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Otho, L. Ro'scius

tribune of the plebs B. C. 67, was a warm supporter of the aristocratical party. When Gabinius proposed in this year to bestow upon Pompey the command of the war against the pirates, Otho and his colleague L. Trebellius were the only two of the tribunes that offered any decided opposition. It is related that, when Otho, afraid of speaking, after the way in which Trebellius had been dealt with [TREBELLIUS], held up two of his fingers to show that a colleague ought to be given to Pompey, the people set up such a shout that a crow that was flying over the forum was stunned, and fell down among them (D. C. 36.7, 13; Plut. Pomp. 25). In the same year Otho proposed and carried the law which gave to the equites and to those persons who possessed the equestrian census, a special place at the public spectacles, in fourteen rows or seats (in quattlordecim yrcrdibus sive ordinibls), next to the place of the senators, which was in the orchestra (Vell. 2.32; Liv. Epit. 99; D. C. 36.25 ; Cic. pro Mur. 19; Tac. Ann. 15.32; Hor. Epod. 4.15, Ep. 1.1. 62; Juv. 3.159, 14.324). For those equites who had lost their rank by not possessing the proper equestrian census, there was a special place assigned (inter decoctorcs, Cic. Phil. 2.18). This law soon became very unpopular; the people, who were excluded from the seats which they had formerly occupied in common with the equites, thought themselves insulted; and in Cicero's consulship (B. C. 63) there was such a riot occasioned by the obnoxious measure, that it required all his eloquence to allay the agitation. (Cic. Att. 2.1).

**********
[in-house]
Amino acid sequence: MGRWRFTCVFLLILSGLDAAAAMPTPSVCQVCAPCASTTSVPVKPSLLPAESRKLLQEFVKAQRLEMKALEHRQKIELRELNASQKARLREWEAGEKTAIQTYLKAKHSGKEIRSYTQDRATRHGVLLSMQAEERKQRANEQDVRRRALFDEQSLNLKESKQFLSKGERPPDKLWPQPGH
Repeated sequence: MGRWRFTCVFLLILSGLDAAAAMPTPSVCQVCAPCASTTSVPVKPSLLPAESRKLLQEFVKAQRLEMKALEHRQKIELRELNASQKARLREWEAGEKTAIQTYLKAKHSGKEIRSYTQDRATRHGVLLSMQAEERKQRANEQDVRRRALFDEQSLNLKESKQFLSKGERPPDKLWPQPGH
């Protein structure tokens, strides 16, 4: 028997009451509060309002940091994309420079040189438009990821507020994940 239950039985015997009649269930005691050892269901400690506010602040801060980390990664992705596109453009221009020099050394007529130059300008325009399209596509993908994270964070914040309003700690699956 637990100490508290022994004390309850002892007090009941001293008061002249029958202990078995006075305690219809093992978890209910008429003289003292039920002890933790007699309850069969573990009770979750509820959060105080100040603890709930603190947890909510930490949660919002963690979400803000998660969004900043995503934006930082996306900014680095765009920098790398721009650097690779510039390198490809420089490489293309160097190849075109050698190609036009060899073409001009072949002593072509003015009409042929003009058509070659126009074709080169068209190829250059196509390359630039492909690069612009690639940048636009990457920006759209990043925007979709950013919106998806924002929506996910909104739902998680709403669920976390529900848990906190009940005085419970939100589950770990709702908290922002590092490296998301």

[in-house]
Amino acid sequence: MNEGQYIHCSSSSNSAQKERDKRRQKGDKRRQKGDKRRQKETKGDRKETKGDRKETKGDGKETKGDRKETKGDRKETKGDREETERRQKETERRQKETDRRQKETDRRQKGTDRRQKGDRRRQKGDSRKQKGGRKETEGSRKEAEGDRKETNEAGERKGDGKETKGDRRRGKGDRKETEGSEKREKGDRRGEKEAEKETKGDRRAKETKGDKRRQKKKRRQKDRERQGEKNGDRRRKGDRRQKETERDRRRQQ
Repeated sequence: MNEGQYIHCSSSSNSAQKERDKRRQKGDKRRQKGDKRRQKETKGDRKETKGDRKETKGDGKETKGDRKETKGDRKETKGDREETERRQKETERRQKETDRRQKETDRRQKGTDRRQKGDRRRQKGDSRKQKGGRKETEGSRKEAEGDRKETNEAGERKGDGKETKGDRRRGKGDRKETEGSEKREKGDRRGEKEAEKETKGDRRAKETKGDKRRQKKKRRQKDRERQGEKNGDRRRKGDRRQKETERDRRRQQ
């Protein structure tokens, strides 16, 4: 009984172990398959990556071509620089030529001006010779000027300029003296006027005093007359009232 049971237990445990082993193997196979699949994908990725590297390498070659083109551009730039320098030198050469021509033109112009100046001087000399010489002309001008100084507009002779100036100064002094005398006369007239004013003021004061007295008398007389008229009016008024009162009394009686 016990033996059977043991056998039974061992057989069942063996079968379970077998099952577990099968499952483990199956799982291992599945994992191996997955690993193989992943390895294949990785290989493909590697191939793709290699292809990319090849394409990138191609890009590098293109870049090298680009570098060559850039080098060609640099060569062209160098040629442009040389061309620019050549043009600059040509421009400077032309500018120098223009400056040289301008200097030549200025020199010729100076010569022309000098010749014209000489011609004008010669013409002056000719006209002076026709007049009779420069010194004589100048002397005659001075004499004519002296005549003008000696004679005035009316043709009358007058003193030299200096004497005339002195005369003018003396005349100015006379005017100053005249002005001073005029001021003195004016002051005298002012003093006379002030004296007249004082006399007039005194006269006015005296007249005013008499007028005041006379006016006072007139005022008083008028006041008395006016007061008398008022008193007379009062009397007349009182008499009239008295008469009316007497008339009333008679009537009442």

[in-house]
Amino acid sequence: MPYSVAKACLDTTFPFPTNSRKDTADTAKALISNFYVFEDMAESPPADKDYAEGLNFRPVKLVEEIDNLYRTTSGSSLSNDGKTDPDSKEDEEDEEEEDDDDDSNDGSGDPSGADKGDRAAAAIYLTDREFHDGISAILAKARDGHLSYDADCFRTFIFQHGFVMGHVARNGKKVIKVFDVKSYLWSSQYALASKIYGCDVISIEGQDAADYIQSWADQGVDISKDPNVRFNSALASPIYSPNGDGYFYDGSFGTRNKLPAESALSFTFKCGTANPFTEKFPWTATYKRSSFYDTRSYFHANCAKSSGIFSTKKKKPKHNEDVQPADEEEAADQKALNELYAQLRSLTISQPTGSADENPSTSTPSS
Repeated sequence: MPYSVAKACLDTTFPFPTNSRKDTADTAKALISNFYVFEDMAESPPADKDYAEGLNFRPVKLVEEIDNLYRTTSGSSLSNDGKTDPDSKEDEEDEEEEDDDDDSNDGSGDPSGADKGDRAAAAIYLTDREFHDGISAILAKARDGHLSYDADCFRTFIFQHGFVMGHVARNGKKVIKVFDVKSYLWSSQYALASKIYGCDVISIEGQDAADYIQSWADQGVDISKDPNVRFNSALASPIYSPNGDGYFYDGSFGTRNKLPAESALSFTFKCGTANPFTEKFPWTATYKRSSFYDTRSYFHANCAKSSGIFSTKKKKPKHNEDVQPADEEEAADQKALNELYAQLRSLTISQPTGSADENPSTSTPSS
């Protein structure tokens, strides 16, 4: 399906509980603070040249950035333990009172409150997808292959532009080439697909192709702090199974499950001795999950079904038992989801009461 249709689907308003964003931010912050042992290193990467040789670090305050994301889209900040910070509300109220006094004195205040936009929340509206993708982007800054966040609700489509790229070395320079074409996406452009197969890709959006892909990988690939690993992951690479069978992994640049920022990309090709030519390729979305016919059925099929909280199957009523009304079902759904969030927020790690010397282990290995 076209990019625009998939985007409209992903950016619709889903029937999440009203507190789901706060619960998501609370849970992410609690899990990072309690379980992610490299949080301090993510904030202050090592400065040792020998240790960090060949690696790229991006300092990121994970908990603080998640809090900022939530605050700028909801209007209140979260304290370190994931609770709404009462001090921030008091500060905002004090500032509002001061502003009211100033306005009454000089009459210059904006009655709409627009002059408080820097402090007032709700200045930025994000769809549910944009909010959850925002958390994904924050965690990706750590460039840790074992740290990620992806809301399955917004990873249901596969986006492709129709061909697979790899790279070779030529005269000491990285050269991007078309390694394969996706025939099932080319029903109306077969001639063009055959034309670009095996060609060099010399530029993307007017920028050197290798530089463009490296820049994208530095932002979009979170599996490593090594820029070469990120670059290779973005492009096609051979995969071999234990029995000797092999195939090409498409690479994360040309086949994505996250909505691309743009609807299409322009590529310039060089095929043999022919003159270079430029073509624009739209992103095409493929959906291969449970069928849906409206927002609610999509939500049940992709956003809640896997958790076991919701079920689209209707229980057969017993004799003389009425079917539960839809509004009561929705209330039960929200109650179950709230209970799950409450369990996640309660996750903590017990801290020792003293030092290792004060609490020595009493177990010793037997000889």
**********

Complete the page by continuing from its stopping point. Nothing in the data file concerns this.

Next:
This L. Roscius Otho must not be confounded, as he has frequently been, with the L. Roscius who was praetor in B. C. 49. The latter had the cognomen of Fabatus [FABATUS]. The Otho spoken of by Cicero in B. C. 45, may be the same as the tribune. (Cic. Att. 13.29, comp. 12.37.2, 38.4, 42.1.)

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